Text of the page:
USDA awards $2.9M in 2019 to support rural veterinary services
January 15, 2020
The Department of Agriculture’s National Institute of Food and Agriculture announced in December 2019 that it had awarded 16 grants totaling $2.9 million to support rural veterinary services and relieve shortages of veterinarians in parts of the United States.
Among the recipients, Flyin’ 3 Veterinary Service Inc. in Eureka, Kansas, received a grant to purchase equipment. The practice serves counties in the heart of beef country, said Dr. Kailey Fitzmorris, who owns the practice. She said the grant couldn’t have come at a more perfect time.
“We were hit by a tornado in June of 2018, one year after I had purchased the practice,” Dr. Fitzmorris said. “We are currently adding on and rebuilding the practice, so we are reinvesting the clinic income into renovations instead of equipment. The grant has given us the ability to get some much-needed equipment that we would not have been able to get for quite a while.”
The practice will use the grant money to purchase an in-house cattle chute, a portable cattle chute, a practice vehicle with a veterinary box, updated computer software, and blood analysis machines.
The Veterinary Services Grant Program supports two funding categories. Education, Extension, and Training projects are open to universities and state, national, or regional organizations. Rural Practice Enhancement projects are open to for-profit or nonprofit organizations and practices that aim to provide veterinary clinical services in rural areas designated as having a shortage of veterinarians—for example, shortage area CO197 in northeastern Colorado.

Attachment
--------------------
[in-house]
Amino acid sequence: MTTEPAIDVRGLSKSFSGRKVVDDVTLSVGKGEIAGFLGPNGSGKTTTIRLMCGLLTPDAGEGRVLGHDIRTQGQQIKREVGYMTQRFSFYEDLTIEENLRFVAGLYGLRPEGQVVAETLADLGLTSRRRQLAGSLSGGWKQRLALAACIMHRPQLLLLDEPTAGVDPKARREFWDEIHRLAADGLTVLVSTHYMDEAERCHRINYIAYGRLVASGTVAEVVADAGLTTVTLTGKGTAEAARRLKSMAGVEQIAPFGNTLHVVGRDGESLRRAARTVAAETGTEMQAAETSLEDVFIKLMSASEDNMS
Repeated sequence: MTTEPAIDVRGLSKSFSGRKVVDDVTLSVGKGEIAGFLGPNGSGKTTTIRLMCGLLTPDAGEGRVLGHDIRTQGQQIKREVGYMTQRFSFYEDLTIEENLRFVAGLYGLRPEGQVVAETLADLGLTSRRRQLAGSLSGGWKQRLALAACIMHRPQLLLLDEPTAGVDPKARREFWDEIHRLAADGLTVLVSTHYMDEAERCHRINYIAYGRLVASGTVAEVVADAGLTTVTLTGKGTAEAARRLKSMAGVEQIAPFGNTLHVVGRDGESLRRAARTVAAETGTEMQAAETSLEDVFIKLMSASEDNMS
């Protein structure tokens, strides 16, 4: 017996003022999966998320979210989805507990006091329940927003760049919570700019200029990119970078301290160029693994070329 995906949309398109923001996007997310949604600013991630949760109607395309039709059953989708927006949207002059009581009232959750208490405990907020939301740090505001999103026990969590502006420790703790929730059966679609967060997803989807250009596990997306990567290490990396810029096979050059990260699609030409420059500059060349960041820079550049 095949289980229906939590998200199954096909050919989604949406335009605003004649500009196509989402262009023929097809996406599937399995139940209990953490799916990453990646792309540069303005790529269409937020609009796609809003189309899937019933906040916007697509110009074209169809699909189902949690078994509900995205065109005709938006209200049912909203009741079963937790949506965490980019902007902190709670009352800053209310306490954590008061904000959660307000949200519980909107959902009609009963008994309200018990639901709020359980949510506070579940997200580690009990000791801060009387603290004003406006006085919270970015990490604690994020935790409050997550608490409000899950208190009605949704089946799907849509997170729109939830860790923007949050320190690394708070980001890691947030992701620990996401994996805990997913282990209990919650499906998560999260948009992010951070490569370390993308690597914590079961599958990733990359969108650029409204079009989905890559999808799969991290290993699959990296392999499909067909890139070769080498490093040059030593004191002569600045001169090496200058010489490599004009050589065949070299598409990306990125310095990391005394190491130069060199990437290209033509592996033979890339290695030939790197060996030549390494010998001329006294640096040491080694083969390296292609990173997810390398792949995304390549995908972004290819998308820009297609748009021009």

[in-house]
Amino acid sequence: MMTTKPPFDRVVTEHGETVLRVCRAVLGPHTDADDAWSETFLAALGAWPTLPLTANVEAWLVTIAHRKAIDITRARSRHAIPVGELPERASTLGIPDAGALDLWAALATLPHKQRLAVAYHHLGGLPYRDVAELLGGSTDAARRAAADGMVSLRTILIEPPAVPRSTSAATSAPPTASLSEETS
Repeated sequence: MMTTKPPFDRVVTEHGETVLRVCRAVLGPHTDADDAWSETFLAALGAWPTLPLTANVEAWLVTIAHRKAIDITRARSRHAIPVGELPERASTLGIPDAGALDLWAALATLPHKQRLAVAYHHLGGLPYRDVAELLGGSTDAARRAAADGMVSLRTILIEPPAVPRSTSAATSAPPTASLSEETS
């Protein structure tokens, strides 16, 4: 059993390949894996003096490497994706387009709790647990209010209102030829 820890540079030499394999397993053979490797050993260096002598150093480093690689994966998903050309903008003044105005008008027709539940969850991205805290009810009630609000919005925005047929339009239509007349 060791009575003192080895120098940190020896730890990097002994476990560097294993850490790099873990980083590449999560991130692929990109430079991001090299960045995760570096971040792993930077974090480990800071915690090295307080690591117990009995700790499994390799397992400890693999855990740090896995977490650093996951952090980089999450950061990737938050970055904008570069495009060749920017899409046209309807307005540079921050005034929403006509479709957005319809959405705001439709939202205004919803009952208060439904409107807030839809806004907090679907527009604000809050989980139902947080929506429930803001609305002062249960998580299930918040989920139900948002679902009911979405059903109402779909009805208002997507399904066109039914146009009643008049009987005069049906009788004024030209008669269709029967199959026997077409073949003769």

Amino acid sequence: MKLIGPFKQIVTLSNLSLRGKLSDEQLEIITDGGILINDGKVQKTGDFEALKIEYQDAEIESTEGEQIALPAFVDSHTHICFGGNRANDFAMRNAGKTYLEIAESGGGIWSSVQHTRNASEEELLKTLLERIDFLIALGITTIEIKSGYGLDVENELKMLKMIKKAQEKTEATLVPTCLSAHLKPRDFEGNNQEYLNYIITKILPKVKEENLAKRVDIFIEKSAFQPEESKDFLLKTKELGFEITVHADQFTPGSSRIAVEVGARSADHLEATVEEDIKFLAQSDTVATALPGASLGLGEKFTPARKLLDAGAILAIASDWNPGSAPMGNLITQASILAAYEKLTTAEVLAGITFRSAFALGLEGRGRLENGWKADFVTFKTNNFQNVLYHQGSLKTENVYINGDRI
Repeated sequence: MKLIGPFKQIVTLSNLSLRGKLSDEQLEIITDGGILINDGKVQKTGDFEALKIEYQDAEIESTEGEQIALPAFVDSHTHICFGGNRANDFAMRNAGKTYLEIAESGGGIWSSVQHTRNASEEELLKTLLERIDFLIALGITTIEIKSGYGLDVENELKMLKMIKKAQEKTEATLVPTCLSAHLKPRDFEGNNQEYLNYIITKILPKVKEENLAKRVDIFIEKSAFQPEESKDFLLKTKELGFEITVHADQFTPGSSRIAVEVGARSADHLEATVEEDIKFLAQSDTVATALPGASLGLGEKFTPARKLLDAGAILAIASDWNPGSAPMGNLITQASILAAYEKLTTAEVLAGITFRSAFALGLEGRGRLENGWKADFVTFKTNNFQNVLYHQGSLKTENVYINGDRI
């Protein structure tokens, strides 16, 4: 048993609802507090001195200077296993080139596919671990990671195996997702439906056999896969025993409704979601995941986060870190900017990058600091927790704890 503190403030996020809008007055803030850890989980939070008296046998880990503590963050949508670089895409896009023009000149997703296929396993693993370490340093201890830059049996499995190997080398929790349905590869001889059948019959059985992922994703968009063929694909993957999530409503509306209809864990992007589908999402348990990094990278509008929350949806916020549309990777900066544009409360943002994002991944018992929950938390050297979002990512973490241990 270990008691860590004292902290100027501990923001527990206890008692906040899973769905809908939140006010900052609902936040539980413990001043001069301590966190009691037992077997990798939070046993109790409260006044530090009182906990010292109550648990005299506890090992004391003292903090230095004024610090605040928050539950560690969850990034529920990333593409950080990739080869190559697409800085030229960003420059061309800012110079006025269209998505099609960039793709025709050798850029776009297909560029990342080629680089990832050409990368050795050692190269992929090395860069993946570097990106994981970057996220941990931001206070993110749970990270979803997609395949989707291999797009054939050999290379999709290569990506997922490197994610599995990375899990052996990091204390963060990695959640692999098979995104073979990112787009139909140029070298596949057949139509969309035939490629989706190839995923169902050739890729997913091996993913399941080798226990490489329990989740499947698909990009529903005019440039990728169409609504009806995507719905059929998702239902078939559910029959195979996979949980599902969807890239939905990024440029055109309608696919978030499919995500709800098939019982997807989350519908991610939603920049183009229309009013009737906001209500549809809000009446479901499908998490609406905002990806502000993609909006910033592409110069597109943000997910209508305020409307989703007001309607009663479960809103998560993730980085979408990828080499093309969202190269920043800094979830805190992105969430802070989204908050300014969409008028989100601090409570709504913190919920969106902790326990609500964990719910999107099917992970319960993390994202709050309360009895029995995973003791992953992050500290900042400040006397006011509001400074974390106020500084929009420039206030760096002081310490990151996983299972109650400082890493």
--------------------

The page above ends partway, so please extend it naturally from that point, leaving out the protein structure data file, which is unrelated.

The grants are as follows:
Education, Extension, and Training
University of Illinois, $236,750, “A multi-audience online educational program for rural practitioners and veterinary students entering rural veterinary practice.”
Iowa State University, $236,750, “Telehealth for swine medicine: Tools to support shortage situations, expand surge capacity, and teach students with less biosecurity risk.”
Kansas State University, $111,000, “Summer program for aspiring rural Kansas (SPARK) veterinarians.”
University of Kentucky, $236,750, “Advanced diagnostic training for food animal veterinarians and veterinary technicians.”
University of Missouri, $236,750, “Veterinary education and training in beef cattle reproduction and genomics.”
Oklahoma State University, $236,750, “Integrated beef cattle program for veterinarians to enhance practice management and services.”
Lincoln Memorial University, $236,750, “Delivering a comprehensive food safety database to support early career veterinarians in rural, large animal practice as an Amazon Alexa skill.”
Virginia Tech, $236,750, “Training the veterinary public practitioner.”
Food Armor Foundation Inc., $236,750, “Food Armor veterinary student educational and outreach program: Building on-farm antimicrobial stewardship plans.”
Rural Practice Enhancement
Cattleman’s Resource Inc., Brush, Colorado, $125,000, “Expanding veterinary care for food and fiber animals in designated rural veterinary shortage region CO197.”
Central Veterinary Clinic PC, Sioux Center, Iowa, $125,000, “Iowa 163—Central Veterinary Clinic mobile IVF unit.”
Flyin’ 3 Veterinary Service Inc., Eureka, Kansas, $125,000, “This grant is to purchase veterinary equipment to allow for new and more complete services to be added to our under served community.”
Solomon Valley Veterinary Hospital PA, Beloit, Kansas, $125,000, “KS196 rural practice enhancement—Solomon Valley Veterinary Hospital.”
Betsy the Vet Inc., Hardin, Montana, $125,000, “Grant for equipment to expand service in MT166.”
Stillwater Veterinary Clinic PC, Absarokee, Montana, $125,000, “Rural practice enhancement: Addressing veterinary shortage in south-central Montana (MT 176).”
Clover Acres Livestock Veterinary Services LLC, Mount Holly, Vermont, $125,000, “Improving access to imaging diagnostics for farm animal veterinary patients in rural southern Vermont.”